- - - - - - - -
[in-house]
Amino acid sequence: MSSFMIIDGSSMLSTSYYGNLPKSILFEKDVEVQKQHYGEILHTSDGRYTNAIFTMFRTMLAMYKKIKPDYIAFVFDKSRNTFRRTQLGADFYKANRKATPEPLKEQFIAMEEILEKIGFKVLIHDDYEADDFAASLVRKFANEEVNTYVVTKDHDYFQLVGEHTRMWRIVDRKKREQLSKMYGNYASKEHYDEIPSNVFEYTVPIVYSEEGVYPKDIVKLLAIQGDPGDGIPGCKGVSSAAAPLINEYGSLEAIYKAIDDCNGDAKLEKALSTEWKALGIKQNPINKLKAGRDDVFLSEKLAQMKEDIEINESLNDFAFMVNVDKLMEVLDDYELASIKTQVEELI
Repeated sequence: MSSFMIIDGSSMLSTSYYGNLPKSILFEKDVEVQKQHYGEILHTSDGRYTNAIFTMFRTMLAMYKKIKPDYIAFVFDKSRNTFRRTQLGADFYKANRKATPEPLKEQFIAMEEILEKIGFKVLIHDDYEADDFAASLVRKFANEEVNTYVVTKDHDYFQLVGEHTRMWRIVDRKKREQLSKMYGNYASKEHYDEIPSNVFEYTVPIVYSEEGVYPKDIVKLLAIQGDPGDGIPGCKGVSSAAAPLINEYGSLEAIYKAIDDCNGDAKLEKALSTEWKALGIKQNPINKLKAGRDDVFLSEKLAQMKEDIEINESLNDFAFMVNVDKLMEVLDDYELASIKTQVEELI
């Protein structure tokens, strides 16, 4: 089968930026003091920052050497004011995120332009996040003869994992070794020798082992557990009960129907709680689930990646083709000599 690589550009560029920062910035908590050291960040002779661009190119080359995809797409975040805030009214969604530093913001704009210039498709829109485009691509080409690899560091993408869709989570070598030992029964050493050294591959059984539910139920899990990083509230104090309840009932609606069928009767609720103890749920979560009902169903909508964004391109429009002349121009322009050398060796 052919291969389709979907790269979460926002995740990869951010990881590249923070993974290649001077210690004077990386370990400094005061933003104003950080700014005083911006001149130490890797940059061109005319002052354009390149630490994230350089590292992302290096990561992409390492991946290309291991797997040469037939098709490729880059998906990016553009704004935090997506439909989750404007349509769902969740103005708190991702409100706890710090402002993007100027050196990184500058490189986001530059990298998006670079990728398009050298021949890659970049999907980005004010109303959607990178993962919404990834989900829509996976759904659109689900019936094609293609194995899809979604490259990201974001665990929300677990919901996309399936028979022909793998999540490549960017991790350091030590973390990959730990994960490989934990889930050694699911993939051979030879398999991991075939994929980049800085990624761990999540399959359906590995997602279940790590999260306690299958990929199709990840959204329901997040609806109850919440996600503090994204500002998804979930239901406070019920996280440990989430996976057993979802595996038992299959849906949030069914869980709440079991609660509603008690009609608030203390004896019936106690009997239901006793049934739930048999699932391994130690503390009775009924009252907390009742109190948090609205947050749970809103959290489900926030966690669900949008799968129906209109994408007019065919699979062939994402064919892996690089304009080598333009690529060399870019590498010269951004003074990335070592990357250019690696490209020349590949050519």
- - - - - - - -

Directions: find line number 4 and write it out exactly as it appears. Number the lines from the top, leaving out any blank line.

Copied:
């Protein structure tokens, strides 16, 4: 089968930026003091920052050497004011995120332009996040003869994992070794020798082992557990009960129907709680689930990646083709000599 690589550009560029920062910035908590050291960040002779661009190119080359995809797409975040805030009214969604530093913001704009210039498709829109485009691509080409690899560091993408869709989570070598030992029964050493050294591959059984539910139920899990990083509230104090309840009932609606069928009767609720103890749920979560009902169903909508964004391109429009002349121009322009050398060796 052919291969389709979907790269979460926002995740990869951010990881590249923070993974290649001077210690004077990386370990400094005061933003104003950080700014005083911006001149130490890797940059061109005319002052354009390149630490994230350089590292992302290096990561992409390492991946290309291991797997040469037939098709490729880059998906990016553009704004935090997506439909989750404007349509769902969740103005708190991702409100706890710090402002993007100027050196990184500058490189986001530059990298998006670079990728398009050298021949890659970049999907980005004010109303959607990178993962919404990834989900829509996976759904659109689900019936094609293609194995899809979604490259990201974001665990929300677990919901996309399936028979022909793998999540490549960017991790350091030590973390990959730990994960490989934990889930050694699911993939051979030879398999991991075939994929980049800085990624761990999540399959359906590995997602279940790590999260306690299958990929199709990840959204329901997040609806109850919440996600503090994204500002998804979930239901406070019920996280440990989430996976057993979802595996038992299959849906949030069914869980709440079991609660509603008690009609608030203390004896019936106690009997239901006793049934739930048999699932391994130690503390009775009924009252907390009742109190948090609205947050749970809103959290489900926030966690669900949008799968129906209109994408007019065919699979062939994402064919892996690089304009080598333009690529060399870019590498010269951004003074990335070592990357250019690696490209020349590949050519």